On one end of the body are dual SD and Micro SD card readers, which are unfortunately limited to UHS-I rather than the faster UHS-II we'd hoped for.

Another USB-C port is used to connect to your iPad Pro or your USB-C enabled Mac. It would have been nice to see another USB-C rather than three USB-A ports and this is something we'd like to see manufacturers stop skimping on.

The ports are well-built and useful. They are a good fit for the bulk of users.

StayGo works great with iPad Pro
StayGo works great with iPad Pro


We've been using the StayGo for the past two weeks, and it has been a helpful accessory to have around. If you ignore the second cable, StayGo basically amounts to just another USB-C Hub that we've seen time and time again, so the addition is a nice touch, and the extra bulk that the storage bay requires isn't a problem.

If you like the idea of always having a small cable ready to go, pick up the StayGo. If you don't find yourself needing it, and prefer something slimmer, it would be best to shop around.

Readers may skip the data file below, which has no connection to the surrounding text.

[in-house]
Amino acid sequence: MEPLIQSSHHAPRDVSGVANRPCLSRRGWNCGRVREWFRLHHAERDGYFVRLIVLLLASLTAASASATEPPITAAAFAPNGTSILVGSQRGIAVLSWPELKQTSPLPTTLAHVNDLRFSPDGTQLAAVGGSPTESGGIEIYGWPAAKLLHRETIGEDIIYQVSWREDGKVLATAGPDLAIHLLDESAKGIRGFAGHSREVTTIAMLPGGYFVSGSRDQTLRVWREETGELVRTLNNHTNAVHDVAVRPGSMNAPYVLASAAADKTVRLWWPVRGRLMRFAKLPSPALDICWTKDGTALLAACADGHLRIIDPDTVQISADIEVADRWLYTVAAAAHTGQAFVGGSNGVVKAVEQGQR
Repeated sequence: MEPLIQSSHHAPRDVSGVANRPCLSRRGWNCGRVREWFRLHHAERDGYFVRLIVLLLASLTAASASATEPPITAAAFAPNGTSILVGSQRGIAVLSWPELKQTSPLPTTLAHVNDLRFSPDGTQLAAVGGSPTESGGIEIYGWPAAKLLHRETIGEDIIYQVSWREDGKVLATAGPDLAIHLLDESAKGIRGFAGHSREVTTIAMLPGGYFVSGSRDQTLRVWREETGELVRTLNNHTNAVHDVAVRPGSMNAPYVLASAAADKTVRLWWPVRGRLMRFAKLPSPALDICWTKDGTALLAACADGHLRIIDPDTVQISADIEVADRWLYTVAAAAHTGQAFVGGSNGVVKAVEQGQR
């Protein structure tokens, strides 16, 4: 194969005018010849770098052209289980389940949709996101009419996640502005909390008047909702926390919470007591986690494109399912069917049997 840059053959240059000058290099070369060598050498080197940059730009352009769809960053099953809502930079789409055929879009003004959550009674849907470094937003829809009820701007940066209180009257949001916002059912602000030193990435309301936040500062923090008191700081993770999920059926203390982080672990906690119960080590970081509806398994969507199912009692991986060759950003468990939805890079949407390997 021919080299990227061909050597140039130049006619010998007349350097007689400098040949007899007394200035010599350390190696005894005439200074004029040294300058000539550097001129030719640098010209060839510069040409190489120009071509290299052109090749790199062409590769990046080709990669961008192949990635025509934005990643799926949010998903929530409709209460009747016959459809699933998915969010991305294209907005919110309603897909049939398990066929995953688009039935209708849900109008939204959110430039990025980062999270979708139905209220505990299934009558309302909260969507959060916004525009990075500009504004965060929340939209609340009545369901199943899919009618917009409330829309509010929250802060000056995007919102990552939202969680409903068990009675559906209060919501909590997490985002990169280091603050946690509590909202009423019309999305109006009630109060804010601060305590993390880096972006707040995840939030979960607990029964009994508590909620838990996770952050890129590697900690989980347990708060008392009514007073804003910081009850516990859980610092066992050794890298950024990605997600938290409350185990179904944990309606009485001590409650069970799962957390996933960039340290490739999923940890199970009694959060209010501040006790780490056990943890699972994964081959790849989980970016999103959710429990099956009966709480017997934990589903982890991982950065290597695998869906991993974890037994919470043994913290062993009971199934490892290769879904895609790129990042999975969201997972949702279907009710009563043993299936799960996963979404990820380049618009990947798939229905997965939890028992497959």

Pick up the Twelve South StayGo USB-C Hub now for $99.99 from Twelve South's website.

Comments

  • Reply 1 of 6
    cgWerkscgWerks Posts: 2,273member
    I wish we'd start calling these docks or mobile-docks or something other than hubs. Every time I see one, I think... finally, a real USB-C hub? Then, no. It's just another dock variant.

    I suppose hubs is a proper term too, but not in the way the term was used in the past of such devices. A USB-A hub has one USB port that plugs into the computer, etc. then a bunch of USB-A out ports, so one can plug in many USB-A peripherals.

    Wouldn't a USB-C hub plug into your USB-C port and then provide a bunch of USB-C ports to plug all those supposed USB-C devices everyone should now have into? Doesn't anyone need such a thing? We would if we're going to convert all our current USB devices to the C type.

    That said, this 'dock' looks well thought out. I like the dual cables and the right-angle one. With a desktop, the straight is fine, but for a laptop, it's a pain.